The Oxford Dictionary of Quotations
A classic since 1953 with over 20,000 quotes from over 3,000 authors.
Famous Last Words
Apt Observations, Pleas, Curses, Benedictions, Sour Notes, Bons Mots, and Insights from People on the Brink of Departure
Stretch Your Wings
Famous Black Quotations for the Young
An exhaustive collection of profound quotes from the founding fathers, presidents, statesmen, scientists, constitutions, court decisions
The Oxford Dictionary of Humorous Quotations
Last Words of Saints and Sinners
700 Final Quotes from the Famous, the Infamous, and the Inspiring Figures of History
America's God and Country: Encyclopedia of Quotations
Contains over 2,100 profound quotations from founding fathers, presidents, constitutions, court decisions and more
This 1850 classic is an absolute must read for anyone interested in law, justice, truth, or liberty. A most compelling and revolutionary look at The Law.
Bartlett's Familiar Quotations
A Collection of Passages, Phrases, and Proverbs Traced to Their Sources in Ancient and Modern Literature (17th Edition)
The Stupidest Things Ever Said by Politicians
Rise up, America -- and laugh out loud at the greatest gaffes that no spin doctor could possibly fix!
The 776 Even Stupider Things Ever Said
Another great collection of stupidity
Wit and Wisdom for All Occasions from America's Most Popular Magazine
The Most Brilliant Thoughts of All Time
You don't have to be a genius to sound like one. Here's a collection of the most profound and provocative wit and wisdom in the English language in two lines or less.
2,715 One-Line Quotations for Speakers, Writers & Raconteurs
Invaluable sampler of witticisms, epigrams, sayings, bon mots, platitudes and insights chosen for their brevity and pithiness.
Phillips' Book of Great Thoughts Funny Sayings
A stupendous collection of quotes, quips, epigrams, witticisms, and humorous comments for personal enjoyment and ready reference.
Quick Quips and Quotes; 532 Things I Wish I Had Said
Quick Quips and Quotes is the Ultimate Collection of one liners.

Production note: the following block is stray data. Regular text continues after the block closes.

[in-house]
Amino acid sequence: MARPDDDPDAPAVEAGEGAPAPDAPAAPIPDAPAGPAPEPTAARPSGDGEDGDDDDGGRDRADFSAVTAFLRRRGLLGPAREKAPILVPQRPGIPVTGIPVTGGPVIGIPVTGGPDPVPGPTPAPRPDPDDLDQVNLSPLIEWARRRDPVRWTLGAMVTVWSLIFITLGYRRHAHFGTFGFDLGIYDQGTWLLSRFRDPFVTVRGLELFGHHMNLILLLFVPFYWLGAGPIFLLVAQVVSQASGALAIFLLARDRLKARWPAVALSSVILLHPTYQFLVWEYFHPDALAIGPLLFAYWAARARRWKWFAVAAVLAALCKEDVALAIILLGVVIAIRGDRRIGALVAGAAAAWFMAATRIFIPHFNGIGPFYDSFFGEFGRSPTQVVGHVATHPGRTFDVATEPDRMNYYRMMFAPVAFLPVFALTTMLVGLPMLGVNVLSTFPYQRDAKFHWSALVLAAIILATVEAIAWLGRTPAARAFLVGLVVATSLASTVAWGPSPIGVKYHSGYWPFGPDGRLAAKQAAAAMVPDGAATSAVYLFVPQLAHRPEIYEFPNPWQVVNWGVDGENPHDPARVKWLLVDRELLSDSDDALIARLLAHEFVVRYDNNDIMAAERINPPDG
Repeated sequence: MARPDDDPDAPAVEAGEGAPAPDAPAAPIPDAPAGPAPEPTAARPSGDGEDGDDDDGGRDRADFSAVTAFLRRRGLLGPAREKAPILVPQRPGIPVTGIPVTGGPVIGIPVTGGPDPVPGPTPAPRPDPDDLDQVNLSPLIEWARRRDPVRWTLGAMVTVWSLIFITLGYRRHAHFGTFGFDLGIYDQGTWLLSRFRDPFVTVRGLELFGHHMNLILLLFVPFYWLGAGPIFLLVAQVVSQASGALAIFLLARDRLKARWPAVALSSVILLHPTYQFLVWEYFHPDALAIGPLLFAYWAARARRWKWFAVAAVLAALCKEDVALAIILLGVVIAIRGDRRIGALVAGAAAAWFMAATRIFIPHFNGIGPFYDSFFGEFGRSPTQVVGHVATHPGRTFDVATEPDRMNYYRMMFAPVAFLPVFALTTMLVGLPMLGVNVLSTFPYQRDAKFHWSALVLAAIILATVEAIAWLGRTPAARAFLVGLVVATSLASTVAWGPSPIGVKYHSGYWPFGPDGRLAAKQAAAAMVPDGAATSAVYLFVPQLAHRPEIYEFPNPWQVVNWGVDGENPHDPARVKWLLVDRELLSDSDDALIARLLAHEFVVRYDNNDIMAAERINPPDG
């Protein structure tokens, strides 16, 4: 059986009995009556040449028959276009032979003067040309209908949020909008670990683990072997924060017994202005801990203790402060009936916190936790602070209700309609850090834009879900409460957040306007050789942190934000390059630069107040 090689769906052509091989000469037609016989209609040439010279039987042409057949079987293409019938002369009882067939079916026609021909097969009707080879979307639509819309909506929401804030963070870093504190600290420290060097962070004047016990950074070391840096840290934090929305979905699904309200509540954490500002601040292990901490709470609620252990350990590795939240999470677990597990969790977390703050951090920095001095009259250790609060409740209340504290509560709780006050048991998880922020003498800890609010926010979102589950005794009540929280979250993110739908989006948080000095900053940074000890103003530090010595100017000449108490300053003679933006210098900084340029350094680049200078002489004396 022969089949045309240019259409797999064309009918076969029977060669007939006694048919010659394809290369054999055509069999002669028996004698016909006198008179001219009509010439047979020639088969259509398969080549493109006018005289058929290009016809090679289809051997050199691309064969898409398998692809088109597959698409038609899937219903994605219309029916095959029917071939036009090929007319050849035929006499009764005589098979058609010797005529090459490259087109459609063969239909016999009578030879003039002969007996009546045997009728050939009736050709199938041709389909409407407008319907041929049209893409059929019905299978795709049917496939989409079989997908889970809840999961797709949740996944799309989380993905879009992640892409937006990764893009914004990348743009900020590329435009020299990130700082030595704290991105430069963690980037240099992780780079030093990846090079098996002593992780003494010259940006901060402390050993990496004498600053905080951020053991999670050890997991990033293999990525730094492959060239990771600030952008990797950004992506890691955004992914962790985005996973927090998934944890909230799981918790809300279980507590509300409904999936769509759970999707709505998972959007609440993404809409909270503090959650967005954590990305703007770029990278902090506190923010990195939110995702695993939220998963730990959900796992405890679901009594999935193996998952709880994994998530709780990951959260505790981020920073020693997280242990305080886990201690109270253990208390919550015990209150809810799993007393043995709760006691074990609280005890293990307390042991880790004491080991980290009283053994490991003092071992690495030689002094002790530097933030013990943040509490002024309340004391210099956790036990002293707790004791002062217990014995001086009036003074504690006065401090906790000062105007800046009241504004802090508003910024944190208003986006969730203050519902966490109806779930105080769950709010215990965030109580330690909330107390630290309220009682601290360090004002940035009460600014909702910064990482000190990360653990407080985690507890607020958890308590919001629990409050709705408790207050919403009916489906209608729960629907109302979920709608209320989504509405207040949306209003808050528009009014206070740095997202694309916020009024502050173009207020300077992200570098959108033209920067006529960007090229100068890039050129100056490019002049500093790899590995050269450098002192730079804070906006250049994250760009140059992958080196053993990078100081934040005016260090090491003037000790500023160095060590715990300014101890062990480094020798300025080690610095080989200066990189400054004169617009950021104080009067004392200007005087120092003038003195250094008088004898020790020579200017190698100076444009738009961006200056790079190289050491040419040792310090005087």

Bartlett's Book of Anecdotes
The ultimate anthology of anecdotes, now revised with over 700 new entries.
Quotations for Public Speakers
A Historical, Literary, and Political Anthology
Liberty - The American Revolution
This compelling series traces the events leading up to the war and America's fight for freedom.
The story of how these disparate characters fomented rebellion in the colonies, formed the Continental Congress, fought the Revolutionary War, and wrote the Constitution
Libertarianism: A Primer
David Boaz, director of the Cato Institute, has written a simple introduction to Libertarianism inteneded to appeal to disgruntled Democrats and Republicans everywhere.
The Libertarian Reader
Classic and Contemporary Writings from Lao-Tzu to Milton Friedman
Thomas Paine: Collected Writings
All the classics: Common Sense / The Crisis / Rights of Man / The Age of Reason / Pamphlets, Articles, and Letters
|Quotes are organized by Name and Category.
Here's the Daily Quotes Log to date.
Do you like cryptograms? We've got thousands!
Indexed quotes by Author or Speaker.
Browse quotes by category or select from the list below.
|Charles Francis Adams
|Failure seems to be regarded as the one unpardonable crime, success as the all-redeeming virtue, the acquisition of wealth as the single worthy aim of life. Ten years ago such revelations as these of the Erie Railway would have sent a shudder through the community, and would have placed a stigma on every man who had had to do them. Now they merely incite others to surpass by yet bolder outrages and more corrupt combinations.
|Capitalism and communism stand at opposite poles. Their essential difference is this: The communist seeing the rich man and his fine home says, “No man should have so much.” The capitalist seeing the same thing says, “All men should have as much.”
|Self-conceit may lead to self-destruction.
|We would often be sorry if our wishes were gratified.
|People often grudge others what they cannot enjoy themselves.
|The forum [is] an established place for men to cheat one another, and behave covetously.
|The trade of the petty usurer is hated with most reason: it makes a profit from currency itself, instead of making it from the process which currency was meant to serve. Their common characteristic is obviously their sordid avarice.
|Sir Francis Bacon
|If money be not thy servant, it will be thy master. The covetous man cannot so properly be said to possess wealth, as that may be said to possess him.
|An election is nothing more than the advanced auction of stolen goods.
|The age of chivalry is gone. That of sophisters, economists and calculators has succeeded.
|George W. Bush